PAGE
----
Salesman unfairly dismissed after complaint over anti-gay bullying
A married father has won £44,000 at an employment tribunal after suffering homophobic bullying at his workplace in Leeds.
Michael Austin, 48, who is straight, was subjected to homophobic abuse because of his personal interests outside work and called a ‘crafty butcher’, a slang term for a gay person.
Mr Austin was bullied at packaging firm Samuel Grant for not liking football, which he was told indicated he was gay.
The tribunal said according to other employees it was a common inference in “north east England football circles, in that anybody who does not like football must accordingly be homosexual”.
Mr Austin’s interest in arts fuelled the homosexual perceptions of him and further bullying. One colleague pretended to have Tourette’s Syndrome, swearing intermittently at him.
He described the experience as “an absolutely unbearable, dreadful nightmare from day one”, the Mail reports.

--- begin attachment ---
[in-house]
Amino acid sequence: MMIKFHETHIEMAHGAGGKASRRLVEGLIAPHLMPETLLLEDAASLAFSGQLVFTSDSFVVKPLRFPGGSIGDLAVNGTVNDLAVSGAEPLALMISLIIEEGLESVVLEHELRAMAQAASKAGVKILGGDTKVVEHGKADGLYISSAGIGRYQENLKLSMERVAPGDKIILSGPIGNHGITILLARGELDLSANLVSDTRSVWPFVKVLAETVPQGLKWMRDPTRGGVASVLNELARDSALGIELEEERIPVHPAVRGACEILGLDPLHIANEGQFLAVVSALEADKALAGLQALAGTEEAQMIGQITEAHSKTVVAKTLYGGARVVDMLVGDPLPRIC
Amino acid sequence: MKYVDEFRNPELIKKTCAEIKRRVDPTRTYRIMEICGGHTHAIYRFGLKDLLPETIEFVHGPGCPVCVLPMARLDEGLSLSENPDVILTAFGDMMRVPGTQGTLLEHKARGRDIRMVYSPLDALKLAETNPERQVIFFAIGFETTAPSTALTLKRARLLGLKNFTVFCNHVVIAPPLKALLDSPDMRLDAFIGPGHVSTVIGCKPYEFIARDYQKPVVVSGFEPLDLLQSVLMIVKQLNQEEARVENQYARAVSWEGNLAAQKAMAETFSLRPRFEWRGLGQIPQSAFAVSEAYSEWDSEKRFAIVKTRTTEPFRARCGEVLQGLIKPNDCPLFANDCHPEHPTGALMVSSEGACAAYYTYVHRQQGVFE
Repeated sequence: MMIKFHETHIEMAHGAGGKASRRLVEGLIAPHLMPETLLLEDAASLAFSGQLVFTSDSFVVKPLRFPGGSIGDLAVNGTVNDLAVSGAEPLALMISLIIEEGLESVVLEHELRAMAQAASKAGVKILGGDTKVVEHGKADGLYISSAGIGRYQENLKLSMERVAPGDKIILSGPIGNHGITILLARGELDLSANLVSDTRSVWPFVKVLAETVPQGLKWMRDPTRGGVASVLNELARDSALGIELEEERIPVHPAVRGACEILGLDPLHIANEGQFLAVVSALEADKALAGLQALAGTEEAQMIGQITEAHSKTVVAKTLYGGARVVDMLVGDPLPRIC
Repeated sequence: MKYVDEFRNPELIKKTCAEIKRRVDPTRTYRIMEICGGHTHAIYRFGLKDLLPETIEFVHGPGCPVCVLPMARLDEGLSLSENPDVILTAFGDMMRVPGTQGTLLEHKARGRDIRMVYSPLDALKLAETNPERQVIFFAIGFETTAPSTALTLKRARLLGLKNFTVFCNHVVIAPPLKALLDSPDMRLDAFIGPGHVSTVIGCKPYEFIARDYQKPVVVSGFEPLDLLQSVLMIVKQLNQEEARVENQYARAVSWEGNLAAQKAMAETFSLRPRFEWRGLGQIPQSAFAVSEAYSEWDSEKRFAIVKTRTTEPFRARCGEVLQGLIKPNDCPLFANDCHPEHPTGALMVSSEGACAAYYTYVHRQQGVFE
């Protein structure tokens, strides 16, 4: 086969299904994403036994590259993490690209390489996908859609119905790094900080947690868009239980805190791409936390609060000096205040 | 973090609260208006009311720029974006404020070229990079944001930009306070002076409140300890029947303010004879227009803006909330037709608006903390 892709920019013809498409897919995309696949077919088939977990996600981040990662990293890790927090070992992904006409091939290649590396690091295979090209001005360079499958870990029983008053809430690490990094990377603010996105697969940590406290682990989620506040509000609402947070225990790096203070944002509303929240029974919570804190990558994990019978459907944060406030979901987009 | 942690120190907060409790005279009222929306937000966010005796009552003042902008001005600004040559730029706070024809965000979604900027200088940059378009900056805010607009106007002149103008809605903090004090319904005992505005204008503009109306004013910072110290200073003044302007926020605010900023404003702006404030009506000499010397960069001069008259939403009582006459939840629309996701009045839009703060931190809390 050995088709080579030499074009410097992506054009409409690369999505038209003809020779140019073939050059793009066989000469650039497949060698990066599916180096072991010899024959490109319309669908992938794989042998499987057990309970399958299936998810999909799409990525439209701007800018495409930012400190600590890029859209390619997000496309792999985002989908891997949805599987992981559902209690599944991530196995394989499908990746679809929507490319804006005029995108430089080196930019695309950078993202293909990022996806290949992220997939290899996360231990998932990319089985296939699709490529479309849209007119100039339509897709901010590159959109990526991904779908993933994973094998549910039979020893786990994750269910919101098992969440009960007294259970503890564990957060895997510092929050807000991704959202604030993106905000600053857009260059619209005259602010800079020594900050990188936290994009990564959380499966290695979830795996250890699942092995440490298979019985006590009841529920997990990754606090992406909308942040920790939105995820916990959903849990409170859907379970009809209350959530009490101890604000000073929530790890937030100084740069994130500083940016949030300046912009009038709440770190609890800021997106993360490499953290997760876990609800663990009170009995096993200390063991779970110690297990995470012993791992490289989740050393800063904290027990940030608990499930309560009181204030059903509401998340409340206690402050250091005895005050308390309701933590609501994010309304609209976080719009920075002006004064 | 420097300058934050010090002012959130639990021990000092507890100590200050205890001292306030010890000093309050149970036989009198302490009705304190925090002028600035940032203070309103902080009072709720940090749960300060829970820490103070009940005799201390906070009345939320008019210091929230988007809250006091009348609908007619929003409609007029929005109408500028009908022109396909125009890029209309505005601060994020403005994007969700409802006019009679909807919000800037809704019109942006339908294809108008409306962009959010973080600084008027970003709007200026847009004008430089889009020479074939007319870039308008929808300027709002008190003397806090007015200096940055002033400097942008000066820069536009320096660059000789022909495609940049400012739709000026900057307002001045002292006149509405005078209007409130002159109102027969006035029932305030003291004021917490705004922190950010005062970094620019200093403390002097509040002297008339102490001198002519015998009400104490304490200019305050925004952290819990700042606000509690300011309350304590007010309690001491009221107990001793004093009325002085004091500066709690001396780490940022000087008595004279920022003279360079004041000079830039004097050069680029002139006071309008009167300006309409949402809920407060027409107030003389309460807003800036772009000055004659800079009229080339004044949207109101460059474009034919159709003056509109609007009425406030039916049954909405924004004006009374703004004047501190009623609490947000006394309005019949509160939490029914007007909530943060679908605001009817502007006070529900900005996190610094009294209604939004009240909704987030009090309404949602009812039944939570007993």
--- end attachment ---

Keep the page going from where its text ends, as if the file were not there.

Managing director Ian Laidlaw unfairly dismissed Mr Austin when he complained. The company must now pay him nearly £44,000.
The tribunal said: “It was a series of treatment by two people over a period of several months during which Mr Austin was treated atrociously, by being referred constantly to being gay, homosexual and a crafty butcher.
“It was extreme, frequent and very unpleasant. All he wanted to do was get out and get on with his job.
“He was subjected to unwanted religious discussions, then when he made a complaint was dismissed. It has obviously had a deep-seated emotional effect on Mr Austin.”